Don’t reach the logical conclusion if you saw former restaurateur and trendsetter Gregg White this past Tuesday, standing outside the Flower Pot Florist on Gay Street. Handing out fliers about their St. Patrick’s specials. Dressed in a leprechaun suit.
White was just doing a favor for a friend—he’s not destitute, or even receiving any pay for his costume-character gig. Most days, he’s working full-steam ahead on a project that involves restaurants and recycling, and happy with his decisions to sell first La Costa in October, and a couple weeks ago his two Nama Sushi restaurants and Eos Catering. “I sold for different reasons than the economy,” notes White. “I always wanted to do a green business, and when this opportunity arose, and I had a buyer, it just made sense.”
Gale Huneycutt, president and CEO of VolCue, operator of six Puleos restaurants and a Krystal, is chief manager of Nama LLC, which made the purchase from White. The group quickly hired Holly Hambright, who was already chef for Eos, as operations manager for the whole Nama/Eos confab.
“It was a completely friendly sale,” says Hambright. “I think Gregg was just ready. He’d taken the concept of Nama as far as he could take it. It’ll be the same in that we are still an American/Asian fusion sushi bar. It will be different in that hopefully we’ll be exceeding expectations. And Gregg is around if we want advice.”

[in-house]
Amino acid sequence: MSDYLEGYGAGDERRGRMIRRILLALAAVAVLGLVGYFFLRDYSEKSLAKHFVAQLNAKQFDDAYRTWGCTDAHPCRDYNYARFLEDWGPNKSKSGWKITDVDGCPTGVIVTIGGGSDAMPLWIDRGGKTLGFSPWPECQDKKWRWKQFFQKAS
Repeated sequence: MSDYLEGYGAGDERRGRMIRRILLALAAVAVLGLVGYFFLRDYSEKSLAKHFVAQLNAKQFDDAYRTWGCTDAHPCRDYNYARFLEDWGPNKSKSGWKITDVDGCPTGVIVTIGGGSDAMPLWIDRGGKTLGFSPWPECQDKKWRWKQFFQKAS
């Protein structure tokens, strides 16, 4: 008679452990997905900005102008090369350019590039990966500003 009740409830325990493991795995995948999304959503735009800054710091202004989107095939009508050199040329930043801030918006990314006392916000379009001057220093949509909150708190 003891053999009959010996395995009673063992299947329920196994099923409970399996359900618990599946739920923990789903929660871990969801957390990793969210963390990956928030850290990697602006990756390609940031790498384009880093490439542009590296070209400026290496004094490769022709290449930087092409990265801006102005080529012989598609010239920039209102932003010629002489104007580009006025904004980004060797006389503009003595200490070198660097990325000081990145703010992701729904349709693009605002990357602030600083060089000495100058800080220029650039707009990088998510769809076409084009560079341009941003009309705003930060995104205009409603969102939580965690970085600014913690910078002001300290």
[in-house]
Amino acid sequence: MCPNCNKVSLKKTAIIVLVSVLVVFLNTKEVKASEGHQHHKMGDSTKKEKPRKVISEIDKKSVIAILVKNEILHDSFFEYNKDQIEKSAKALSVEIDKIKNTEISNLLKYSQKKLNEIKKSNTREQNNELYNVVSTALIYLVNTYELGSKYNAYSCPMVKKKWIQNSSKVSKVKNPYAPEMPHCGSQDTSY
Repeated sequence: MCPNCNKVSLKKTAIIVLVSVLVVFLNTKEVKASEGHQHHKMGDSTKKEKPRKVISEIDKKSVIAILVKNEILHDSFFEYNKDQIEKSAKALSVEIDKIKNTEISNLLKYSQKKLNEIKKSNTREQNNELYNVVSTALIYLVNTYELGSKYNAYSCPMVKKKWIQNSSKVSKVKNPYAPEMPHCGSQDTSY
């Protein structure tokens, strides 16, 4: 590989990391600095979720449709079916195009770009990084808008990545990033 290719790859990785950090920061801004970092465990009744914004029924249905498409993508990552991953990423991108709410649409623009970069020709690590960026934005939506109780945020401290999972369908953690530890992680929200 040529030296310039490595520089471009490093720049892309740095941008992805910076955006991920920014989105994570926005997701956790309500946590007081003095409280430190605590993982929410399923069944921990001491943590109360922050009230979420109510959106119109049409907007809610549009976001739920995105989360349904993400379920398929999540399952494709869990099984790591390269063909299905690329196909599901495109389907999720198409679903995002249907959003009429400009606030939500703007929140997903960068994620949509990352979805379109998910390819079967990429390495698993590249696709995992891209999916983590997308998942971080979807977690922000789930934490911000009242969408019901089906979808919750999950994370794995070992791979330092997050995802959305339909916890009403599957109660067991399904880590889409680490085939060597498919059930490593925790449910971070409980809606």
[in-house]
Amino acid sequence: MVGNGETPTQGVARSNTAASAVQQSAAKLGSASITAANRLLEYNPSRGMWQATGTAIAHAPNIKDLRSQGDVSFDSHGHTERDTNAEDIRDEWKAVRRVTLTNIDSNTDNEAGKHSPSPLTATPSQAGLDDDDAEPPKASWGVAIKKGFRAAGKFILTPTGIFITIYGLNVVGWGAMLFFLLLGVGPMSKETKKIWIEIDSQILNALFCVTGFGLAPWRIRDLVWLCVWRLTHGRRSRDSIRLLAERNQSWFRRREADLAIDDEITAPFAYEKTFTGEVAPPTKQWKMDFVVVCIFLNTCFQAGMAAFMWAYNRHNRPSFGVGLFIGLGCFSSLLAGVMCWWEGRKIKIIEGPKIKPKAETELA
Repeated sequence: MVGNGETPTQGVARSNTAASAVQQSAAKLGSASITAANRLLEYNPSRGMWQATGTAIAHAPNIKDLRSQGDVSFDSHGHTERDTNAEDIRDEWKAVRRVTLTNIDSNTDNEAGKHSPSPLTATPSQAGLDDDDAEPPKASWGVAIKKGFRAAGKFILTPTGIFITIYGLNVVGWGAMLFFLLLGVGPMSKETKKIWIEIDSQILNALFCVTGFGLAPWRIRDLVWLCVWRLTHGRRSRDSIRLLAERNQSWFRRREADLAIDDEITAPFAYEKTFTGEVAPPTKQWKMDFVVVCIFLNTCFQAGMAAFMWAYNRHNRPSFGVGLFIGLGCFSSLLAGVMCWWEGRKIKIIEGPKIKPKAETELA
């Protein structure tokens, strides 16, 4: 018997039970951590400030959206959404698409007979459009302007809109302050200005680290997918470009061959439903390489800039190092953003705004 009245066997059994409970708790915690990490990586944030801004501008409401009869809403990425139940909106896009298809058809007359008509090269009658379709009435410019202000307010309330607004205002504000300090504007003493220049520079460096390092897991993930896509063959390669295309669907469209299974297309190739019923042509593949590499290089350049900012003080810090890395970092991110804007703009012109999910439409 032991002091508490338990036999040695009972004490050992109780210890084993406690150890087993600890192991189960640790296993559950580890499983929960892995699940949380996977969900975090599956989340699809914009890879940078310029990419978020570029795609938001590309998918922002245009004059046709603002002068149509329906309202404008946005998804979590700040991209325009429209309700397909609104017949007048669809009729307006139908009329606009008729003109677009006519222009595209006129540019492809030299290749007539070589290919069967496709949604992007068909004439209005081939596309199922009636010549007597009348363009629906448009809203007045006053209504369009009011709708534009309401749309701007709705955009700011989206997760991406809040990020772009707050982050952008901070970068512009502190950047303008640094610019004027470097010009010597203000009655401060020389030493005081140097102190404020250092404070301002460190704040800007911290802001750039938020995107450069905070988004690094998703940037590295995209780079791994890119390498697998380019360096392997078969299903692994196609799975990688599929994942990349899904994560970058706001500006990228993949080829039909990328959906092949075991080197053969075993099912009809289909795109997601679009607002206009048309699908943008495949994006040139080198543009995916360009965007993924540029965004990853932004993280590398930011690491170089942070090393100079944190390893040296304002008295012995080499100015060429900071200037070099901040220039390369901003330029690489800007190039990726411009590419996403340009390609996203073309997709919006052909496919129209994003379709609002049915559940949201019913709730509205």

Other than a couple of recent changes—head sushi chef Jay Cooney moving to start his own place, and Moon Yang (inventor of the famous off-menu Soy Joy roll) leaving to open a restaurant in Michigan—Hambright says all the existing sushi chefs and most of the wait staff are still on board.
“We will eventually franchise,” she adds. “For example, one of my ideas is where my brother lives, in St. Simon Island. They are just waiting for a place like Nama. Of course, the franchising is totally up to the owners-—but I can always give my opinion.”
White, meantime, will be entering the environmentally conscious arena. “I keep saying, if I can do for green efforts what I’ve done for sushi in Knoxville, my business will be a total success,” says White.
And never say never, but White feels like his restaurant days are behind him. “It’s like owning a boat,” he says. “My happiest days with a restaurant were always the day I opened, and the day I sold.”
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